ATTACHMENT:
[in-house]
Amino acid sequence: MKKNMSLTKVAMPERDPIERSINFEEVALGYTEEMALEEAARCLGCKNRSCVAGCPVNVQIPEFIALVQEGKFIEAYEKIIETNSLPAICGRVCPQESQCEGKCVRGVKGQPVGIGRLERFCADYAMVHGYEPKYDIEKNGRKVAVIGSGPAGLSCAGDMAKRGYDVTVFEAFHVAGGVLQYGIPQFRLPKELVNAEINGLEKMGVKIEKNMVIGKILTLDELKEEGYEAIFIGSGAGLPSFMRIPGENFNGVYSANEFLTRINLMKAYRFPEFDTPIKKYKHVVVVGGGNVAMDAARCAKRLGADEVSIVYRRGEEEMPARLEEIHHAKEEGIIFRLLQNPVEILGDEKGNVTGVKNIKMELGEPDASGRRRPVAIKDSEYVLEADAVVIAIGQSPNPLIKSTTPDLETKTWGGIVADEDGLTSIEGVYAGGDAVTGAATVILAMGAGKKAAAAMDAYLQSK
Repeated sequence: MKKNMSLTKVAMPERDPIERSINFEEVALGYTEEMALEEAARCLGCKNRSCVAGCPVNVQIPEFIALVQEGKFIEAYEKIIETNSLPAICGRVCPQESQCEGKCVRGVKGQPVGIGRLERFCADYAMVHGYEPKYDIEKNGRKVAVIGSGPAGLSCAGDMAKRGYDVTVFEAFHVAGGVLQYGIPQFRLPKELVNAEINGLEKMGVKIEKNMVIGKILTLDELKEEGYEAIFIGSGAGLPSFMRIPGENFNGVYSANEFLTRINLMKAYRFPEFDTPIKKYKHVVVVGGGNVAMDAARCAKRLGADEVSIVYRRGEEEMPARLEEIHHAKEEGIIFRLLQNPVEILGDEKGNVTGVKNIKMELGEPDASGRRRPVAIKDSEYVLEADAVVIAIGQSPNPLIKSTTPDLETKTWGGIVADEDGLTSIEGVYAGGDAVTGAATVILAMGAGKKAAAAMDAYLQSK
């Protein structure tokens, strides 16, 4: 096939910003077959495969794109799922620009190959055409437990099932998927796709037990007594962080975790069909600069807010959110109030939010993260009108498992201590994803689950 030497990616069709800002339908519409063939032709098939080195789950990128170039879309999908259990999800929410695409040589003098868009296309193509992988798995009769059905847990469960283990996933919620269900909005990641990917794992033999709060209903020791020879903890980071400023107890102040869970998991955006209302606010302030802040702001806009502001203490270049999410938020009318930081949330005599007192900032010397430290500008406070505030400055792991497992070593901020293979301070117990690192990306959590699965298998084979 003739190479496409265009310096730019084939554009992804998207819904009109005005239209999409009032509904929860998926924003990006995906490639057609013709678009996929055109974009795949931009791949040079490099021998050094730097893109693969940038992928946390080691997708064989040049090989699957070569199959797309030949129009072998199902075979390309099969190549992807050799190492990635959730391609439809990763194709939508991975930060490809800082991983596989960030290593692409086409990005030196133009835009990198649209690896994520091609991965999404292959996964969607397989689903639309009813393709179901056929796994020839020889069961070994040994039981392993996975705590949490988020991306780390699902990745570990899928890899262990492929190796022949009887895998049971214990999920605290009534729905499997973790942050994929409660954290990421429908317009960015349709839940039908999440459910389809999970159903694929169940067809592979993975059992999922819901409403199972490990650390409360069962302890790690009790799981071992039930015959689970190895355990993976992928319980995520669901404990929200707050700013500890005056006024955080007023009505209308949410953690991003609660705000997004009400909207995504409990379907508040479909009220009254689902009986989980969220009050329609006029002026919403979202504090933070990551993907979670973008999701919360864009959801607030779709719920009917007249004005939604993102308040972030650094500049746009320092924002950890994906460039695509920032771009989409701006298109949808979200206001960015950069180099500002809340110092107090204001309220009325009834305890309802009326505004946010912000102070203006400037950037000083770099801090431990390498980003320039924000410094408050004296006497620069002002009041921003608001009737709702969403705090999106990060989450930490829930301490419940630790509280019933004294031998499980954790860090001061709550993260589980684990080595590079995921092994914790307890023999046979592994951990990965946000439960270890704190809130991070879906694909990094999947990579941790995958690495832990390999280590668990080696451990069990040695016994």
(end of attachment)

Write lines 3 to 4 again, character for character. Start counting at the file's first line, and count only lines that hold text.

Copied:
Repeated sequence: MKKNMSLTKVAMPERDPIERSINFEEVALGYTEEMALEEAARCLGCKNRSCVAGCPVNVQIPEFIALVQEGKFIEAYEKIIETNSLPAICGRVCPQESQCEGKCVRGVKGQPVGIGRLERFCADYAMVHGYEPKYDIEKNGRKVAVIGSGPAGLSCAGDMAKRGYDVTVFEAFHVAGGVLQYGIPQFRLPKELVNAEINGLEKMGVKIEKNMVIGKILTLDELKEEGYEAIFIGSGAGLPSFMRIPGENFNGVYSANEFLTRINLMKAYRFPEFDTPIKKYKHVVVVGGGNVAMDAARCAKRLGADEVSIVYRRGEEEMPARLEEIHHAKEEGIIFRLLQNPVEILGDEKGNVTGVKNIKMELGEPDASGRRRPVAIKDSEYVLEADAVVIAIGQSPNPLIKSTTPDLETKTWGGIVADEDGLTSIEGVYAGGDAVTGAATVILAMGAGKKAAAAMDAYLQSK
């Protein structure tokens, strides 16, 4: 096939910003077959495969794109799922620009190959055409437990099932998927796709037990007594962080975790069909600069807010959110109030939010993260009108498992201590994803689950 030497990616069709800002339908519409063939032709098939080195789950990128170039879309999908259990999800929410695409040589003098868009296309193509992988798995009769059905847990469960283990996933919620269900909005990641990917794992033999709060209903020791020879903890980071400023107890102040869970998991955006209302606010302030802040702001806009502001203490270049999410938020009318930081949330005599007192900032010397430290500008406070505030400055792991497992070593901020293979301070117990690192990306959590699965298998084979 003739190479496409265009310096730019084939554009992804998207819904009109005005239209999409009032509904929860998926924003990006995906490639057609013709678009996929055109974009795949931009791949040079490099021998050094730097893109693969940038992928946390080691997708064989040049090989699957070569199959797309030949129009072998199902075979390309099969190549992807050799190492990635959730391609439809990763194709939508991975930060490809800082991983596989960030290593692409086409990005030196133009835009990198649209690896994520091609991965999404292959996964969607397989689903639309009813393709179901056929796994020839020889069961070994040994039981392993996975705590949490988020991306780390699902990745570990899928890899262990492929190796022949009887895998049971214990999920605290009534729905499997973790942050994929409660954290990421429908317009960015349709839940039908999440459910389809999970159903694929169940067809592979993975059992999922819901409403199972490990650390409360069962302890790690009790799981071992039930015959689970190895355990993976992928319980995520669901404990929200707050700013500890005056006024955080007023009505209308949410953690991003609660705000997004009400909207995504409990379907508040479909009220009254689902009986989980969220009050329609006029002026919403979202504090933070990551993907979670973008999701919360864009959801607030779709719920009917007249004005939604993102308040972030650094500049746009320092924002950890994906460039695509920032771009989409701006298109949808979200206001960015950069180099500002809340110092107090204001309220009325009834305890309802009326505004946010912000102070203006400037950037000083770099801090431990390498980003320039924000410094408050004296006497620069002002009041921003608001009737709702969403705090999106990060989450930490829930301490419940630790509280019933004294031998499980954790860090001061709550993260589980684990080595590079995921092994914790307890023999046979592994951990990965946000439960270890704190809130991070879906694909990094999947990579941790995958690495832990390999280590668990080696451990069990040695016994």